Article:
BY MICHAEL WALTON
TRAVERSE CITY — Diana Cox was born in a lumber camp more than 90 years ago.
She died Monday morning as one of the oldest members of the Grand Traverse Band of Ottawa and Chippewa Indians.
Cox died in her sleep at the Grand Traverse Pavilions at age 92. She is survived by three daughters, and numerous grandchildren, great-grandchildren and great-great-grandchildren.
Cox's relatives described her as an enthusiastic, happy woman who cared deeply for her family and who was extremely active in the tribe.
"Mother was a very special person, a very strong person," said Cox's daughter Ryckie Skeba, 66, of Cedar. "She made a lot of people laugh. They loved her up at the Pavilions."
Cox lived in the Traverse City area for most of her life, but she also spent time at Indian schools in Mount Pleasant and Harbor Springs.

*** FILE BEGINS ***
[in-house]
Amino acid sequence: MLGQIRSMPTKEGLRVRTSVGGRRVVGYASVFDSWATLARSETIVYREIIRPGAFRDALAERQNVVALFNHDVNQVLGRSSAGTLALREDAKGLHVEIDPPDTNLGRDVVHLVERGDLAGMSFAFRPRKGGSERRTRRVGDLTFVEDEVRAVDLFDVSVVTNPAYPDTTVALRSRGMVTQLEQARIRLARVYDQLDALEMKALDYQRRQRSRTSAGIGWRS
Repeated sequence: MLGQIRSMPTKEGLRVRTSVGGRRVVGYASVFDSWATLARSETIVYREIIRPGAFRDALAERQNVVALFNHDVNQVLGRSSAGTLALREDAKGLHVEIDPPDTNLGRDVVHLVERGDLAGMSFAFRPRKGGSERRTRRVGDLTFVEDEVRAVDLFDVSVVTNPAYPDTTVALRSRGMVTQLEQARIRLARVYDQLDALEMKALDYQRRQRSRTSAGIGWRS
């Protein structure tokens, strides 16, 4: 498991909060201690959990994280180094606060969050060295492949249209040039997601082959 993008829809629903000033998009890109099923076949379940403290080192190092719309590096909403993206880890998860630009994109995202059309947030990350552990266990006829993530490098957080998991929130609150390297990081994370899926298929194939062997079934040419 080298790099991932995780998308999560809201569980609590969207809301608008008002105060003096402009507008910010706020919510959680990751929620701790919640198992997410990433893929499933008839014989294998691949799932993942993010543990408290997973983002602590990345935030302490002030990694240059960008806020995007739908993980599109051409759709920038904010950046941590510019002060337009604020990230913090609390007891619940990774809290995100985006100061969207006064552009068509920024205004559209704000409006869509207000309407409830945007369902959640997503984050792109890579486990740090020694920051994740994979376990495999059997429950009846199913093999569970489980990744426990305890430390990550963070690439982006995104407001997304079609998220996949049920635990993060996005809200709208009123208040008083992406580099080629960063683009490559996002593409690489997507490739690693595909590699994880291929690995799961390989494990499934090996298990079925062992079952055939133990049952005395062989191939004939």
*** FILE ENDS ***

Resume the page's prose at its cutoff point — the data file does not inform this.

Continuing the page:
Her four daughters described her as strict but loving.
"She taught us at a very young age how to be upstanding citizens and how to love one another," Cox's eldest daughter Nita Hawes, 71, said.
Cox loved holiday dinners, playing cards, shopping and riding in the car with family members, though she never learned how to drive.
Cox and her husband Dick, who died in 2000, built a house off Veterans Drive in the early 1950s. Cox often talked about how much the area changed since then.
"She use to talk about how empty it was and what a big field their house was in," Kathy Worden, a granddaughter of Cox, said.
GTB officials said Cox was the fourth oldest member of the tribe at the time of her death.
Cox will be buried at the Grand Traverse Memorial Gardens Cemetery.
"We know she's at peace now and hopefully she is with the rest of the family that has passed," Skeba said.